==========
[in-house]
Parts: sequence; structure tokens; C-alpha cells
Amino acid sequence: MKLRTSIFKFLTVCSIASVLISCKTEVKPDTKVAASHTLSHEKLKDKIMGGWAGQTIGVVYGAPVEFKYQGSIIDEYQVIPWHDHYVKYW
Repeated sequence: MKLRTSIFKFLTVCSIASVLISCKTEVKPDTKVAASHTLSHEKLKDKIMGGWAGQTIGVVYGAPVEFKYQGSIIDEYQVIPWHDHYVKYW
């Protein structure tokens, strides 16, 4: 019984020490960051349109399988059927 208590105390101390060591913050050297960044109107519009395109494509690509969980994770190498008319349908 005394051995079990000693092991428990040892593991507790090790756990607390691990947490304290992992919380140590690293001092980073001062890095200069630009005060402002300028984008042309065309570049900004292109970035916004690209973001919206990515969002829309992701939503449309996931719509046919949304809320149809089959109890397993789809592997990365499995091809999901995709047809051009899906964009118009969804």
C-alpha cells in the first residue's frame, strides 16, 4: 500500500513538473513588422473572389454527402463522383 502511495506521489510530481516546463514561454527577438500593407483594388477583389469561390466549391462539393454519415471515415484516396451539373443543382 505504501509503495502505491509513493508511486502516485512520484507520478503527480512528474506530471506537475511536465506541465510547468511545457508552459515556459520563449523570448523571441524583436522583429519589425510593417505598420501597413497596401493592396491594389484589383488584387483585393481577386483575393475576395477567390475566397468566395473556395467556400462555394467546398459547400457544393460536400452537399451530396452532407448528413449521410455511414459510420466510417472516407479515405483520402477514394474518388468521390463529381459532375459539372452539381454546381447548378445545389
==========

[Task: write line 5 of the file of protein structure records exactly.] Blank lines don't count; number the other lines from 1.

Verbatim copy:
């Protein structure tokens, strides 16, 4: 019984020490960051349109399988059927 208590105390101390060591913050050297960044109107519009395109494509690509969980994770190498008319349908 005394051995079990000693092991428990040892593991507790090790756990607390691990947490304290992992919380140590690293001092980073001062890095200069630009005060402002300028984008042309065309570049900004292109970035916004690209973001919206990515969002829309992701939503449309996931719509046919949304809320149809089959109890397993789809592997990365499995091809999901995709047809051009899906964009118009969804």